At this year's Mobile World Congress in Barcelona, we at McCann Truth Central launched our latest global study, The Truth About the Connected You.* The study assesses the state of human connections in an increasingly mobile, connected world and comprises a quantitative survey (9,000 respondents) and qualitative research (20,000 online discussion board posts) conducted in fourteen countries from Asia to the Americas.
We first wanted to know just how connected our respondents were. On average, our Brazilian respondents were the most connected, with 1 out every 50 people claiming more than 750 connections of any kind. The least connected were the Japanese, with nearly 70% of our respondents claiming fewer than twenty such connections. Globally, we discovered the median number to be 38, with our British respondents squaring up with this global average.
Of course, we know that not all connections are equal, whether they are 'frenemies,' or 'stranger friends' as in India, or 'recyclable friends' as in Chile. So we inquired into how many of these connections were of an intimate, personal nature, with interactions every couple of weeks at the minimum. The number of connections claimed dropped dramatically, with a global average of 8, and 4 out of 10 people claiming no more than five such personal connections; that is, it seems that most of us tend to stick to the global average household size as a metric for our inner circle.
The difference between the average size of our intimate circle of connections and that of our total range of connectivity is suggestive of the fact that although we may move in an increasingly connected world, deeper structural dynamics channel our ability to connect authentically. What's more is that these structural dynamics might prove insurmountable to the ambitions of social media to engender what I refer to as the "open-self."
A glimpse of the "open-self" is evident in an argument made by Mark Zuckerberg when he claimed that there is an end to privacy in view: "People have really gotten comfortable not only sharing more information and different kinds, but more openly and with more people. That social norm is just something that has evolved over time."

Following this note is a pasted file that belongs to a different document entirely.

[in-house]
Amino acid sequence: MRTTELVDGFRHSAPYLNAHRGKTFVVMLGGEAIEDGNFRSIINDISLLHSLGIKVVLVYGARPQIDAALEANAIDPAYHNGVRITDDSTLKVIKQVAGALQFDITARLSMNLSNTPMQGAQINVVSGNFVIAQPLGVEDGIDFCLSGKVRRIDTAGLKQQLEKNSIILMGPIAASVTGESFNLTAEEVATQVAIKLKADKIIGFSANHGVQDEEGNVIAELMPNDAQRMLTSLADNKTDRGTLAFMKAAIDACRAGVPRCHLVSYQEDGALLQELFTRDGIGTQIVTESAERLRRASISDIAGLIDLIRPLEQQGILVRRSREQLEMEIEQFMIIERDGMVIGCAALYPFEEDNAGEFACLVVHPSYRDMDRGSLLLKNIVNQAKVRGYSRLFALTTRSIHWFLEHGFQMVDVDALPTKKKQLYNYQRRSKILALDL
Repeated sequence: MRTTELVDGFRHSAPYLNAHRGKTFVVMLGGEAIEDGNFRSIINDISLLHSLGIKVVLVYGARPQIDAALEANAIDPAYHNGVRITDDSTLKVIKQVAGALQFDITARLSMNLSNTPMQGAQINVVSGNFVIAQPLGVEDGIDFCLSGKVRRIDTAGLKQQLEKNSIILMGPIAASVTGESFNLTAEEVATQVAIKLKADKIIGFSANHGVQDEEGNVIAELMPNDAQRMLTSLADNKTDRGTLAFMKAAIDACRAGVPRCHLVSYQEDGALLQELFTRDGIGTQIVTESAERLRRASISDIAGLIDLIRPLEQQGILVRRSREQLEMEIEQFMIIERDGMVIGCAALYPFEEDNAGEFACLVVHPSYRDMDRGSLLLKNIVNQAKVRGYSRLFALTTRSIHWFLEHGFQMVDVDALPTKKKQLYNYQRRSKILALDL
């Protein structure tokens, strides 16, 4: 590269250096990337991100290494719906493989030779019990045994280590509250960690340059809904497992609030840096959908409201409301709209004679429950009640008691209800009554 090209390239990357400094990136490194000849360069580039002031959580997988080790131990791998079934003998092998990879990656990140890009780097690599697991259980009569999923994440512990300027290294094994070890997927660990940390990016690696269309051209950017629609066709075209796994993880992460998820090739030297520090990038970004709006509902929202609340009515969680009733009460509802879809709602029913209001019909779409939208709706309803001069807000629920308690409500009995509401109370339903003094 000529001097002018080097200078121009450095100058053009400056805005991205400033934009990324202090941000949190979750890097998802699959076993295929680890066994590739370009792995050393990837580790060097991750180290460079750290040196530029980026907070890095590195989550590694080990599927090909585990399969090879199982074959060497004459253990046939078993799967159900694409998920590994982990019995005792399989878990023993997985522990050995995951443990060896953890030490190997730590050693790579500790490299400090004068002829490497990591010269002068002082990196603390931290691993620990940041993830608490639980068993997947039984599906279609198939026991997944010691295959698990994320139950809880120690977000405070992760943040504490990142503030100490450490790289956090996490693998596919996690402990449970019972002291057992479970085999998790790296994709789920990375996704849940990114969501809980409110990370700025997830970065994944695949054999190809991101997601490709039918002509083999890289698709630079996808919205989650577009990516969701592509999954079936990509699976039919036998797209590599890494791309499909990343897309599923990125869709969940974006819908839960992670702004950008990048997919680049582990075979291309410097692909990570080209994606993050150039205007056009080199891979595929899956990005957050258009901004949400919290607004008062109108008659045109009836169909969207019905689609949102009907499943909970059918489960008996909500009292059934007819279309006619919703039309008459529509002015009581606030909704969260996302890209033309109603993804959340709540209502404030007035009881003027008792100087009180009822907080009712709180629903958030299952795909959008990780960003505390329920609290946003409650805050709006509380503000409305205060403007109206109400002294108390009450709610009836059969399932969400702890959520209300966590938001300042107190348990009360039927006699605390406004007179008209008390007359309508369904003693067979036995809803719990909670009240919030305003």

The increased transparency of the "open-self" is good news for some of the vital concerns of our global respondents. Nearly 40% of people think that mobile technology will make us more likely to develop global solutions for crime, 26% think mobile technology can help us fight terrorism, and 16% think mobile could help alleviate pandemic flu outbreaks.
Yet, what is good for crime and disease may not be so promising for the everyday mobile user. When it comes to questions of personal reputation and privacy, the promises of the connected world and the "open-self" fade quickly. Nearly half of our respondents, from Chile to the Philippines, believe that the single greatest global problem to be ushered in by mobile technology is the erosion of personal privacy, while nearly 70% of our respondents wish their networks offered more privacy.
Dreams of A Mobile Future
To resolve this tension, we asked respondents in our online discussion boards and across our global network to pitch dream mobile projects that could attend to any wish that they might have for our mobile and connected future. In our larger report, we have classified these devices in terms of their emotional, practical, reflective, or forward-looking dimensions. These dream projects range from teleportation devices to memory archiving equipment to mobile water creation technology.
Yet, it is perhaps the iHIDE that underscores best the value that 90% of our global respondents agree is a deciding factor when choosing a mobile network: privacy. The iHIDE "creates a force field around the user that eliminates distractions and interruptions from any networks or Wi-Fi connections. It would disable all connected devices including smartphones, regular phones, and tablets."
According to the designer, "Sometimes we just need to disconnect and bask in a peaceful world much like the one that existed before the advent of smartphones, Facebook, and Twitter." And, 63% of our global respondents agree that the next great thing might not be a tool for connectivity, but equipment that better enables us to disconnect. Mobile network providers, designers, and pioneering brands might do well to put these concerns at the center of their initiatives going forward.
*McCann Truth Central, the global intelligence unit of McCann WorldGroup, presented the findings of the global research study, "The Truth About Connected You," at the Mobile World Congress in Barcelona, Spain on 27 February 2013. The study represents survey responses from 9,000 participants in nine countries (U.S., Brazil, U.K., Germany, Spain, South Africa, India, China and Japan) and nearly 20,000 qualitative discussion board posts in the same nine countries plus the Philippines, Chile, Egypt, Norway, and Sweden.Suggest a correction